In retrospect, why was Richard Milhouse Nixon electable? Kennedy drank his milkshake in the 1960 election, and his hangdog expression and dour nastiness didn't improve with time. The answer is obvious: Nixon looked fantastic as a cartoon character. His campaign team capitalized on this with a matched set of erasers in the likeness of Nixon and his running mate, the immortal (and immoral) Spiro T. Agnew. The irony of a Nixon eraser — removes any mistake up to seventeen minutes in length! — is delicious, and the caricature is fantastic. Who wouldn't vote for this eraser? Persuasive Politics: Presidential Campaign Memorabilia, a selection of remarkable and strange items from the collection of Cecelia and U.I. "Chick" Harris, opens with a free public reception at 5:30 p.m. Friday, September 5, at the Saint Louis University Museum of Art (3663 Lindell Boulevard; 314-977-2666 or sluma.slu.edu). The exhibition features objects as familiar as lapel pins and as bizarre as an "I Like Ike" cigarette pack (too bad Obama quite smoking, eh?), as well as the little erasers. Persuasive Politics remains on display through Sunday, December 21; the museum is open Wednesday through Sunday.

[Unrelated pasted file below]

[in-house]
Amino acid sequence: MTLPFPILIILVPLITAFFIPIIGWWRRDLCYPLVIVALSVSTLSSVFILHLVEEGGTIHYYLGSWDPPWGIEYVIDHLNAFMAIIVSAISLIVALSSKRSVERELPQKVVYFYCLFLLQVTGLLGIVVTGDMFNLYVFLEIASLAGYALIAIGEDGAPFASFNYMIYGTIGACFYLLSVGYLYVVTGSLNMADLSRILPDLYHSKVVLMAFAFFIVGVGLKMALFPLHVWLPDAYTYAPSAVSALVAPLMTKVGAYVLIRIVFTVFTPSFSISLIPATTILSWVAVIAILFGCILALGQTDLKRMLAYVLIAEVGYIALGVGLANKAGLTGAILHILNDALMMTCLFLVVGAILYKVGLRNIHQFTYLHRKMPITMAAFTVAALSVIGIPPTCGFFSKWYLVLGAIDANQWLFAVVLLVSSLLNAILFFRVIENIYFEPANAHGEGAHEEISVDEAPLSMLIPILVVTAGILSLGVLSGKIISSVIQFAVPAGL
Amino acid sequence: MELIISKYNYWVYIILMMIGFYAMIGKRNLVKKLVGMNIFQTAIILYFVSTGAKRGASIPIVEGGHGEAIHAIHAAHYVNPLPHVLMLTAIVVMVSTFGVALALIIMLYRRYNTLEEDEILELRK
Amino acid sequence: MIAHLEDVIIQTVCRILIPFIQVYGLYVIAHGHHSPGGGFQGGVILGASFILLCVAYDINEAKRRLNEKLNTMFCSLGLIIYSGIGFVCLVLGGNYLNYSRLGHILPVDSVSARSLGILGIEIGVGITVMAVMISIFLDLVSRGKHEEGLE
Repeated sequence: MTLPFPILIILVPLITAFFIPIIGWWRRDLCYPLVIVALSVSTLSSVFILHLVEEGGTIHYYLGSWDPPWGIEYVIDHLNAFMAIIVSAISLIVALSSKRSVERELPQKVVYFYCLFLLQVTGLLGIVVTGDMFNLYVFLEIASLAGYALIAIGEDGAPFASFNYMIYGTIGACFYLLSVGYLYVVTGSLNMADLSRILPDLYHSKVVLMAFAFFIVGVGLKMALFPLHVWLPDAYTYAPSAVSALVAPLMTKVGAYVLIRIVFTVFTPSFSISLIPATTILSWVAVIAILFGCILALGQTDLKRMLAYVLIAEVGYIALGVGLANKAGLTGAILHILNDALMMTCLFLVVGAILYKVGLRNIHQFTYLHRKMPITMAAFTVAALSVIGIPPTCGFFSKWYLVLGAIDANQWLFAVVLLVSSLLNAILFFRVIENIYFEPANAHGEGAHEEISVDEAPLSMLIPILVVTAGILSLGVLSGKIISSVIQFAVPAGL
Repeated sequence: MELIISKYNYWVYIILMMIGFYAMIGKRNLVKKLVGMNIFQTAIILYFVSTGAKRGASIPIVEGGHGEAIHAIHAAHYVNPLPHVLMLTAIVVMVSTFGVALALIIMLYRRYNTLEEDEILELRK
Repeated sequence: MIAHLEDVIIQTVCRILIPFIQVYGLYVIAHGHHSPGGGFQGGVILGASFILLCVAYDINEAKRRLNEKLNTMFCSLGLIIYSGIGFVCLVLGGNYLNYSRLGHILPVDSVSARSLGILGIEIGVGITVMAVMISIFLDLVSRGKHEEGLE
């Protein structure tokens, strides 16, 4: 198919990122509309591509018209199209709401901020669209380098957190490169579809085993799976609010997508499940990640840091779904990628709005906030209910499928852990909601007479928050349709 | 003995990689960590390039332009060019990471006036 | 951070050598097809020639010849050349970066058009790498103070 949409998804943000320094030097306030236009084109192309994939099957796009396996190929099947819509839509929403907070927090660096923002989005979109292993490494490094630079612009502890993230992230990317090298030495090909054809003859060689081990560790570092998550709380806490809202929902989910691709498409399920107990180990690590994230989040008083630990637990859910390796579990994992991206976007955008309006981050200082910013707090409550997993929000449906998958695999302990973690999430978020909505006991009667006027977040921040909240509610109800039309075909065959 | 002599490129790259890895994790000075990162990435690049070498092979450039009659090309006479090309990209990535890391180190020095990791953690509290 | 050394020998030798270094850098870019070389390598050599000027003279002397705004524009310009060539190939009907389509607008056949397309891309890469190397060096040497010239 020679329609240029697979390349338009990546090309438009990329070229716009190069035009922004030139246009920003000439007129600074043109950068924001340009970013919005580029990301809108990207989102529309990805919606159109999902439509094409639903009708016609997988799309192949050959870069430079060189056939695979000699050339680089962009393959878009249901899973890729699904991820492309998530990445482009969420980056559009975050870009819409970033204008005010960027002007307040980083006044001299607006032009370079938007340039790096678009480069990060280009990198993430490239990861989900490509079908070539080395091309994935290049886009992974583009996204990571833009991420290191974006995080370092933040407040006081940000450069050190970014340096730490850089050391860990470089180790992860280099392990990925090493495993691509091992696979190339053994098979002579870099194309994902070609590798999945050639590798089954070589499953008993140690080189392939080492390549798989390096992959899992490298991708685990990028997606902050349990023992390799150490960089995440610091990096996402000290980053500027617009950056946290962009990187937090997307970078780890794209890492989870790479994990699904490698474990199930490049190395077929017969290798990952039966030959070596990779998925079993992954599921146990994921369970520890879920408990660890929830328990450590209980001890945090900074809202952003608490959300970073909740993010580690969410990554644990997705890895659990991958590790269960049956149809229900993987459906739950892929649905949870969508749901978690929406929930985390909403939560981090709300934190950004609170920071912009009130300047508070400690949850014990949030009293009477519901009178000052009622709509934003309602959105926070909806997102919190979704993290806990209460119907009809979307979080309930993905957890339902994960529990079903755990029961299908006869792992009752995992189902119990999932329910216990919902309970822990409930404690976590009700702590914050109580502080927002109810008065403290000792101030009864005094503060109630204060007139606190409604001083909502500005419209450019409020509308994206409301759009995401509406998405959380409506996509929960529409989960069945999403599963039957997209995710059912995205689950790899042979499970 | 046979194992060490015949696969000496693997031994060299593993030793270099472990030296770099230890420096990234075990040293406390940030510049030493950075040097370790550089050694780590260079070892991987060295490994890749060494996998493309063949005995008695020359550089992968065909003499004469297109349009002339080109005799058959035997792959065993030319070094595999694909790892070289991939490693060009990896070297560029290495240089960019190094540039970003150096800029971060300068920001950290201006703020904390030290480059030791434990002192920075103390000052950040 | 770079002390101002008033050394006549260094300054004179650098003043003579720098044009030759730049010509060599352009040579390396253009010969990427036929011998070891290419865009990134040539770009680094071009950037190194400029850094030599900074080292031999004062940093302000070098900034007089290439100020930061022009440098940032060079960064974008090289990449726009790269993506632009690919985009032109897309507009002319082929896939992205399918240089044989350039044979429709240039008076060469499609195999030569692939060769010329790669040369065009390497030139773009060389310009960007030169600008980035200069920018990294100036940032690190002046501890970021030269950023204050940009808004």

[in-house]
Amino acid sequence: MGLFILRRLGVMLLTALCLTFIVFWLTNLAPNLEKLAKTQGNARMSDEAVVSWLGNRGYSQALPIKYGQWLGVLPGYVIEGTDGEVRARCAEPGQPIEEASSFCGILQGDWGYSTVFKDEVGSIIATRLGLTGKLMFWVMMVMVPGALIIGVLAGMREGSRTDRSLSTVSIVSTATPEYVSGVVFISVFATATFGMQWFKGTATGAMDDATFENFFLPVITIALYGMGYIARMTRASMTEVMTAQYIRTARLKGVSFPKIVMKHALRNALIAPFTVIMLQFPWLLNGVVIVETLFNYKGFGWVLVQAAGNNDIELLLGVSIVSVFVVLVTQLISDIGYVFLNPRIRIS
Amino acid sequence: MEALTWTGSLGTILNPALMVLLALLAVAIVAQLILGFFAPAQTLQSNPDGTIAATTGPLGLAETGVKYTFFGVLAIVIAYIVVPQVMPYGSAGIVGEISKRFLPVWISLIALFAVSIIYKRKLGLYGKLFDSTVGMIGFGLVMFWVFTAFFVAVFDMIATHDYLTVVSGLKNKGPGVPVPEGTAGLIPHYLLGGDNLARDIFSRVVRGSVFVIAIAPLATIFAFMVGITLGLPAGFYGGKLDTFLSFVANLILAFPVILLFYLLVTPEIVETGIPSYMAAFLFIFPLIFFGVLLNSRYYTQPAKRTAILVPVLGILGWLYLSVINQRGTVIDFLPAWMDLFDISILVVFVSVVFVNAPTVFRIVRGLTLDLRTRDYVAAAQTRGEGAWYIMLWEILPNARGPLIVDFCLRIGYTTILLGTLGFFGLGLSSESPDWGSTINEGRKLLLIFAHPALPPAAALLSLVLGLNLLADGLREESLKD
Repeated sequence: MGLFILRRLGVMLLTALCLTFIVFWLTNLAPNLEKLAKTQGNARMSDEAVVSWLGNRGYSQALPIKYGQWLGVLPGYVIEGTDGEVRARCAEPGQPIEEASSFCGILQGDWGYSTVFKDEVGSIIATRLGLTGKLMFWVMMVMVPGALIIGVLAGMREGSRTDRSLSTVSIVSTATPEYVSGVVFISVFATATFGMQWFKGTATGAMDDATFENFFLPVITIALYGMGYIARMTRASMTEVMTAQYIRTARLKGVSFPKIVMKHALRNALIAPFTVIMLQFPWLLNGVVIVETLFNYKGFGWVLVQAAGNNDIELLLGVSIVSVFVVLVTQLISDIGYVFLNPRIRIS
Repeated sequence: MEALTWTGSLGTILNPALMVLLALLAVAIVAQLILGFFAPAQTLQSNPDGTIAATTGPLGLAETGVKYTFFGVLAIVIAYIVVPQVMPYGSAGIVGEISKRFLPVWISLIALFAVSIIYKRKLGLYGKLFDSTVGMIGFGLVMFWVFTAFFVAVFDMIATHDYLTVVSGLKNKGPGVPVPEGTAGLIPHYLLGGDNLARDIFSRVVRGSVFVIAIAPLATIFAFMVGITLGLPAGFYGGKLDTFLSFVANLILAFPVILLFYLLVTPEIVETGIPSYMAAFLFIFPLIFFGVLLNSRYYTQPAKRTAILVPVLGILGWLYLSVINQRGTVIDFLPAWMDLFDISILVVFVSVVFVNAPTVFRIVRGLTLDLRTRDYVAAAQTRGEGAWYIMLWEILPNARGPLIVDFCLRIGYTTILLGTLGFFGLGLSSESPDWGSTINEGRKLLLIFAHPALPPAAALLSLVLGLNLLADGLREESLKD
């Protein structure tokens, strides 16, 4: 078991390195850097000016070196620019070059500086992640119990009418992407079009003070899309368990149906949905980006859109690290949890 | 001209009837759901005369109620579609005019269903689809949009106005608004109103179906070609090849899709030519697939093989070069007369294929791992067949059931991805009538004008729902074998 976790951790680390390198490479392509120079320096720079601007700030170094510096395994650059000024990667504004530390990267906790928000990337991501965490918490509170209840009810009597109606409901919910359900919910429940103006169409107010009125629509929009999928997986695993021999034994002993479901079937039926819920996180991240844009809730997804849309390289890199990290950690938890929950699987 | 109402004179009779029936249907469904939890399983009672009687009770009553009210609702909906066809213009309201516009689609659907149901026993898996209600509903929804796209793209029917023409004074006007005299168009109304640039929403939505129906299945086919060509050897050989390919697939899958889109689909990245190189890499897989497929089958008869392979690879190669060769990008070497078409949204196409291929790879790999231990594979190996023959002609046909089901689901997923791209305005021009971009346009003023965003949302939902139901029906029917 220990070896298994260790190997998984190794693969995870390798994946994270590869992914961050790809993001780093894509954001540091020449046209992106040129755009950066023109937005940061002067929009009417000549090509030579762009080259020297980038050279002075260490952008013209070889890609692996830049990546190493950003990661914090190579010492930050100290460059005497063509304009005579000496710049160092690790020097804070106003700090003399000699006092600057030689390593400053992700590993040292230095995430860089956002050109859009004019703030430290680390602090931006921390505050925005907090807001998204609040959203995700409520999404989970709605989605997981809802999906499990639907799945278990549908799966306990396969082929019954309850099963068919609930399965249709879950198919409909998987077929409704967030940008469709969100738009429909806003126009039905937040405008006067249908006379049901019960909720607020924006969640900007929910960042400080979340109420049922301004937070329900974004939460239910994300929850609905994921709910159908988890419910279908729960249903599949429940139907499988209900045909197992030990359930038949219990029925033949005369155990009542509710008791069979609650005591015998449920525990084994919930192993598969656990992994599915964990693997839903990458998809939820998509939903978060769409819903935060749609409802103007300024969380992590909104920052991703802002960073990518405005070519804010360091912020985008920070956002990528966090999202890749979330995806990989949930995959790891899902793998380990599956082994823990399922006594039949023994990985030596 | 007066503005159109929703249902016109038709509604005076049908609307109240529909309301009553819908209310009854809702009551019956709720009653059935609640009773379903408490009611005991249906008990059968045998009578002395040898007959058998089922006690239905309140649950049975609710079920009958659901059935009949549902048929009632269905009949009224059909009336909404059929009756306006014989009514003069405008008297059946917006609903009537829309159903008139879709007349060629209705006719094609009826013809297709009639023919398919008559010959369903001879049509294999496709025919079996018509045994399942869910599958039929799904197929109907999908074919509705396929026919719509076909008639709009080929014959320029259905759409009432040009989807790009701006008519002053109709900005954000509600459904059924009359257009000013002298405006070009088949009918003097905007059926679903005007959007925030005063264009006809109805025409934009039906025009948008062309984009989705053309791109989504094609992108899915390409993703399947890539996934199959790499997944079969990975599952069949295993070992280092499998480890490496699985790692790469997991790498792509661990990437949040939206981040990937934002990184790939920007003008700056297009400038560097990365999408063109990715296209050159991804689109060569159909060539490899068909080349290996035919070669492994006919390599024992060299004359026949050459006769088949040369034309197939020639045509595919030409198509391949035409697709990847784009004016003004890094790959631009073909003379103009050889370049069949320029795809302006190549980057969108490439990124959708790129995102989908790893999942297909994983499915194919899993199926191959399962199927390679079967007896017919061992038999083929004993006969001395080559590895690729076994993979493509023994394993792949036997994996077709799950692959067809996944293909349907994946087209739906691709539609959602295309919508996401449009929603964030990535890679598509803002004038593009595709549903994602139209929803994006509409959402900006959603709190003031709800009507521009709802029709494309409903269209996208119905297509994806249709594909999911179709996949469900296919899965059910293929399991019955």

Wednesdays-Sundays. Starts: Sept. 5. Continues through Dec. 21, 2008